Fiscal and supply side policies

You will have to review your AS notes, 2.11 Fiscal Policies and 2.12 Supply Side Policies, before starting this unit.  You will also be tested on this knowledge in the Unit 4 exam.

Many of the topics covered there are essential knowledge at A2.

 

Fiscal Policies

Fiscal policies attempt to achieve economic targets through the use of government spending and taxation.  Fiscal policy can have both macroeconomic and microeconomic objectives.  Macroeconomic objectives are likely to be the influence of aggregate demand and aggregate supply, whilst government spending and taxation can be used to alter the pattern of economic activity, thus pursuing microeconomic objectives.

 

Budget Balance

There are three possible budgetary scenarios for the government:

Government spending = Taxation (balanced budget)

Government spending > Taxation (budget deficit)

Government spending < Taxation (budget surplus)

 

Public sector net cash requirement

The public sector net cash requirement (PSNCR) is the amount the public sector borrows from other sectors of the economy and overseas. There will be a PSNCR when there is a budget deficit.
The PSNCR is the sum of three components: the Central Government Borrowing on its Own Account (CGBR(O)), the Public Corporation Borrowing Requirement (PCBR) and the Local Authority Borrowing Requirement (LABR).

 

The government is able to borrow from either from the banking sector, for example, high street banks or the Bank of England, or the non-bank private sector, for example, insurance companies and individuals.  The government sells Treasury bonds and National Savings certificates.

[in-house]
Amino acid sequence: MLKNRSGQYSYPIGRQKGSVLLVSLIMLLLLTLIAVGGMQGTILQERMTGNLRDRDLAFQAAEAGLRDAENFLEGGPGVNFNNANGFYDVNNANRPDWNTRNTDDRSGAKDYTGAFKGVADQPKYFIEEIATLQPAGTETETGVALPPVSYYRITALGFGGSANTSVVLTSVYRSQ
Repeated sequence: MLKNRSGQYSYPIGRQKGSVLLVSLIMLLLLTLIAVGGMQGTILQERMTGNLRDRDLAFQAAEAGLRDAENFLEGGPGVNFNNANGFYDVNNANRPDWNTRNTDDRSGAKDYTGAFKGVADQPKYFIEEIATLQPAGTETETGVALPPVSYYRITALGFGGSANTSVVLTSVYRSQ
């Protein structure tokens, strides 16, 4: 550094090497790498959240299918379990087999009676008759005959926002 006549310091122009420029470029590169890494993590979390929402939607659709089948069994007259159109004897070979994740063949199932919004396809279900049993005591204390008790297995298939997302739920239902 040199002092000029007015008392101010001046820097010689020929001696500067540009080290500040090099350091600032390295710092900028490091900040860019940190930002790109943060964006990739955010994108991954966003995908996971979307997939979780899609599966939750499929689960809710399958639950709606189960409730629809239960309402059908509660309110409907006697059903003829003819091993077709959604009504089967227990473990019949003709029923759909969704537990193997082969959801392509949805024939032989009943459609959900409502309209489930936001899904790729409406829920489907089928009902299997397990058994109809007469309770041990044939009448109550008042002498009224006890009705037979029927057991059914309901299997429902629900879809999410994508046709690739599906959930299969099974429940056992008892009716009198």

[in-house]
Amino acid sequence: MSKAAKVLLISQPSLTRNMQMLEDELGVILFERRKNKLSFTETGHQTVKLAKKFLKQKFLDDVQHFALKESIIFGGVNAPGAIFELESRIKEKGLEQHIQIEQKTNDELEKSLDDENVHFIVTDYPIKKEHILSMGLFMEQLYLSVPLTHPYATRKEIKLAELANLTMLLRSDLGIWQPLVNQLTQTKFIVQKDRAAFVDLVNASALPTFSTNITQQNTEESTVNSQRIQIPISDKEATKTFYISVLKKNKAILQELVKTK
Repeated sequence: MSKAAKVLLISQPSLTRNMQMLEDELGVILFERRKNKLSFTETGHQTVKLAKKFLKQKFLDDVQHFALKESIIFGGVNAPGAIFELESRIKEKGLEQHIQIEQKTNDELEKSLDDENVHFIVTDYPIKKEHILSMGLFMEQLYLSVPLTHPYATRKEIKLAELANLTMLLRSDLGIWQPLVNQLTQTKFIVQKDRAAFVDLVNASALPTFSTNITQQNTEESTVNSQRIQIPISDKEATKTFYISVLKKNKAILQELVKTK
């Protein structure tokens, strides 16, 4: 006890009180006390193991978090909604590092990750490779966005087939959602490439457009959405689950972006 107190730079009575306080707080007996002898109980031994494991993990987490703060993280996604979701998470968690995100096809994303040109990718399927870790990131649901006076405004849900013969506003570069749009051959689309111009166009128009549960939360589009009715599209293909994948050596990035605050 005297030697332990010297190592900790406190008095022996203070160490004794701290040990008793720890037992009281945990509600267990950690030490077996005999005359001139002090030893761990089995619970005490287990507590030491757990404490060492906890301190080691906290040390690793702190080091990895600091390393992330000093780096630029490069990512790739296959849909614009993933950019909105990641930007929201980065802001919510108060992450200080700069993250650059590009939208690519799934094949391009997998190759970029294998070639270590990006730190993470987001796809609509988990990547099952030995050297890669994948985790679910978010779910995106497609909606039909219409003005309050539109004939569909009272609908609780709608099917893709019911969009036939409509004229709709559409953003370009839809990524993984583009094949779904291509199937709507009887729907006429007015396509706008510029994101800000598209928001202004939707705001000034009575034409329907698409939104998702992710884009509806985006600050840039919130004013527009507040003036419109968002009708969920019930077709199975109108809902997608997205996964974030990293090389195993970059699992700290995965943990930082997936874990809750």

Gilt-edged securities, otherwise known as gilts, is the name for Treasury bonds sold by the UK government.  Selling gilts is the main method used the UK government for raising finance.  About two-thirds of all gilts are held by insurance companies and pension funds.  The holder of the gilt receives a fixed cash payment (or coupon) every six months until maturity, at which point the holder receives their final coupon payment plus the return of the principal (the initial amount paid for the gilt).

 

Gilts are identified by their coupon rate and maturity year, for example, 1¼% Treasury Gilt 2055. The coupon paid on the gilt typically reflects the market rate of interest at the time of issue of the gilt, and indicates the cash payment per £100 that the holder will receive each year in two semi-annual payments.

 

In March 2009 the UK Government failed to sell all its government bonds in an auction for the first time since 2002.  It had wanted to sell £1.75bn of 40-year bonds, but investors only bid for £1.63bn of the debt.  The bid-to-cover ratio, this is how many bonds were offered versus how many were sold, was 0.93 at the auction.

What is the implication of having a negative PSNCR?  What will happen to the overall level of government debt?

 

 

 

 

 

 

Disadvantages of a budget deficit

If a government has a budget deficit over a number of years it can lead to problems for the economy:

  • Crowding-out can occur if the government has to borrow a lot of money in order to finance the budget deficit.

On the diagram below demonstrate the impact upon the rate of interest of an increase in demand for money by the government.

 Slide1

What will be the impact of this higher rate of interest upon the investment carried out by private firms?  Explain your answer.

 

 

 

This reduction is a result of private firms being crowded out of the market due to high levels of government borrowing.

  • The government has to pay back the money it has borrowed.  This will eventually have to be done out of taxation; higher tax rates will reduce the level of growth within an economy as incentives are reduced.
  • As the national debt increases a growing proportion of government spending will be used simply to pay the interest on past debt; money has an opportunity cost and could be used to build schools and hospitals.

 

Advantages of a budget deficit

By operating a budget deficit the government may have a positive impact upon the economy.  Increasing government spending, otherwise known as a discretionary expansionary fiscal policy, will act as a stimulus to economic growth.